In the YouTube video, two men confess to killing a group of Mexican tourists kidnapped Sept. 30 in Acapulco. They called it a revenge attack against La Familia, a brutal Michoacan-based crime group. It is unclear who posted the video.
The confession was only the most recent video of people admitting to crimes, often after being tortured and threatened at gunpoint by rival gangs. Drug smugglers wishing to publicize the crimes of their enemies have circulated video confessions and used anonymous tip-offs to police, which have led in the past to arrests and gruesome discoveries like the mass grave.
Badly bruised and with hands tied behind their backs, the two men in the most recent video revealed the site of the grave in Tuncingo outside Acapulco to apparent gunmen off screen. Two men wearing the same clothes as those in the video were later found dead at the site where police discovered the 18 corpses. Police said an anonymous tip led them to Tuncingo on Wednesday, although the YouTube video also revealed the location.
While the discovery of the mass grave was a breakthrough in the unsolved mass murder case, using tip-offs from criminals also sets a dangerous precedent.
Jose Ramos, security expert at the Colegio de la Frontera Norte in Tijuana, says such tips erode trust in the police, as people will always question whether a case was solved thanks to the help, or even complicity, of traffickers. “This is worrying,” says Mr. Ramos. “We are substituting the work that the state should do to identify alleged murderers and kidnappers.”
On Thursday, another man who appeared in a separate video confession was found murdered. In a video released shortly after Mario Angel Gonzalez Rodriguez was kidnapped in October, he says that his sister – Patricia Gonzalez, the former state prosecutor of Chihuahua – had worked for an offshoot of the Juarez Cartel. Ms. Gonzalez has denied the claim, saying her brother had spoken under duress. Police are reportedly investigating the allegations.
This tactic is used not only to incriminate rival gangs, but also to discredit the authorities, says Jorge Chabat, who studies the drug war at the Center for Research and Teaching in Economics in Mexico City.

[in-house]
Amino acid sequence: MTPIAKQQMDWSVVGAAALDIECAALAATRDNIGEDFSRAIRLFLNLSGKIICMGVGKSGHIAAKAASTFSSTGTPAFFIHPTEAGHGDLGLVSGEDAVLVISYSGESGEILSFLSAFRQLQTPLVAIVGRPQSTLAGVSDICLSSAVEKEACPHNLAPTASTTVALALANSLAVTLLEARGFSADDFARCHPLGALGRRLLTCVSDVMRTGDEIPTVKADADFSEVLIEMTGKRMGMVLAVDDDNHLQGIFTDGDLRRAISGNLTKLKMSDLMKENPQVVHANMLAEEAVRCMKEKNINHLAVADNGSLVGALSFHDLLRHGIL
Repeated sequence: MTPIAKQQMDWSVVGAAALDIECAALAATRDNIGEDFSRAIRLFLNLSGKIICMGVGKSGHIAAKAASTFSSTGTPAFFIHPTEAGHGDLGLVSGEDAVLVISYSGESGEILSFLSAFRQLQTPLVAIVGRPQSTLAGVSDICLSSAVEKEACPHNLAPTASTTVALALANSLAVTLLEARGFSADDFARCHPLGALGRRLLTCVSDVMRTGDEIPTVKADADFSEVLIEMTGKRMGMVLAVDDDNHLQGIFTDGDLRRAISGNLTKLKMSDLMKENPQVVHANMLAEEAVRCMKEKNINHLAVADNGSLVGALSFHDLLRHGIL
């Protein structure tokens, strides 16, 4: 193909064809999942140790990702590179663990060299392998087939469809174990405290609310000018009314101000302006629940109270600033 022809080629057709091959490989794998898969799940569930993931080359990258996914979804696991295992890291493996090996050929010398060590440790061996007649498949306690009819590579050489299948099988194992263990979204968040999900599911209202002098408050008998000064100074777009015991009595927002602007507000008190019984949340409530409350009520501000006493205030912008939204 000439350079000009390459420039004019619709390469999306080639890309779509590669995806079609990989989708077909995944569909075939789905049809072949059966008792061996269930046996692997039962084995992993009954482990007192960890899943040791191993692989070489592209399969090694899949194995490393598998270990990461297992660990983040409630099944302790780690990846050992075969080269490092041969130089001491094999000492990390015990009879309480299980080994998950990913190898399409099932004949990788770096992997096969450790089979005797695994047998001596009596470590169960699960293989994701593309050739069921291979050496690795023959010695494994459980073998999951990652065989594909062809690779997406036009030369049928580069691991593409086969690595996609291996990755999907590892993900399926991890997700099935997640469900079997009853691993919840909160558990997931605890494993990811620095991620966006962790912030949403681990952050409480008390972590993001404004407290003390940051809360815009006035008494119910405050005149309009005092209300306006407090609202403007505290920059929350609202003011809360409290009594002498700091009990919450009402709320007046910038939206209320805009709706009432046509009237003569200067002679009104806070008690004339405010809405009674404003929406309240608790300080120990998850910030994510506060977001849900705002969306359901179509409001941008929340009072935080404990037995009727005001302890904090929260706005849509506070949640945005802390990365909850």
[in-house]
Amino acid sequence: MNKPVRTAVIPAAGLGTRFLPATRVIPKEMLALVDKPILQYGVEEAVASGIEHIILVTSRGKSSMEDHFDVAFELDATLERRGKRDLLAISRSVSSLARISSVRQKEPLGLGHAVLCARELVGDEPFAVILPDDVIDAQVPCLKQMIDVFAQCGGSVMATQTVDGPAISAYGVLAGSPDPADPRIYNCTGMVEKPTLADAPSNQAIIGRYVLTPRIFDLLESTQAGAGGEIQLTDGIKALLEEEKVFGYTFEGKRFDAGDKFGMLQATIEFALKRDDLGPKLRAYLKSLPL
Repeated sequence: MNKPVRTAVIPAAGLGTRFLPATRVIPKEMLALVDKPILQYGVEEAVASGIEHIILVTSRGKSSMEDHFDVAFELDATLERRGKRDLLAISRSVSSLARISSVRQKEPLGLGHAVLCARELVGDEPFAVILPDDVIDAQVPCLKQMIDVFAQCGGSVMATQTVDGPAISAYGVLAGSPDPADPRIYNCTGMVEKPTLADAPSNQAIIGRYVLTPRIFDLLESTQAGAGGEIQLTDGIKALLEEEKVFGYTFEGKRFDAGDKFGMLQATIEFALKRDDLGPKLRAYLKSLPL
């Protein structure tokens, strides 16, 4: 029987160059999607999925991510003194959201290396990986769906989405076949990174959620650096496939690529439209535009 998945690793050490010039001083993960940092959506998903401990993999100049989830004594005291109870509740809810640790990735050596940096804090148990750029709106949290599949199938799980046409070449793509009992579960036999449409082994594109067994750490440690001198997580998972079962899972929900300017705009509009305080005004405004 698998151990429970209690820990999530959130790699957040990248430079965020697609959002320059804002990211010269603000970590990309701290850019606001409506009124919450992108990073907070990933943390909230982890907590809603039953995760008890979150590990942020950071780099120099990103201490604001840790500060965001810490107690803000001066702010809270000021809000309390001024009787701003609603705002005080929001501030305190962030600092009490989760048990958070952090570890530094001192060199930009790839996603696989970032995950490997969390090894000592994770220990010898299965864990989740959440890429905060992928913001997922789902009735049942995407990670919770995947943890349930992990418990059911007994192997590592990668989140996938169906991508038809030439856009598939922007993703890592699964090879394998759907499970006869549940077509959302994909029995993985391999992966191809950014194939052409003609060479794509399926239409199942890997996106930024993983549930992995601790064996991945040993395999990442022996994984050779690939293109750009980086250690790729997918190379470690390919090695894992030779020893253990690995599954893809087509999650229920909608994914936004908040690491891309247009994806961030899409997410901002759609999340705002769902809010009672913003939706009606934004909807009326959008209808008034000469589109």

“If the police don’t succeed in capturing the perpetrators of a crime, and the criminals do, the public comes to the conclusion that the Mexican government is inefficient,” Mr. Chabat says. “This disapproval leads to [public] pressure to stop combating organized crime.”
These so-called investigations by cartels should not necessarily be interpreted as traffickers wishing to supplant the work of government institutions, Chabat says. However, he adds, La Familia might be the exception, because it has expressed desire to become a political force.
A total of 20 tourists were kidnapped in Acapulco on Sept. 30 while visiting the beleaguered resort city from Michoacan. Acapulco’s mayor has since warned residents not to go out at night.
Despite the video confession that the mass killing was a revenge attack against La Familia, relatives of the victims have said they were honest mechanics with no ties to organized crime. Police say none have a criminal record and it is unclear whether the men were mistaken for traffickers.
Family members of the 20 tourists traveled to Acapulco on Friday to identify whether the bodies were those of their loved ones. The bodies of two of the kidnapped tourists are still missing.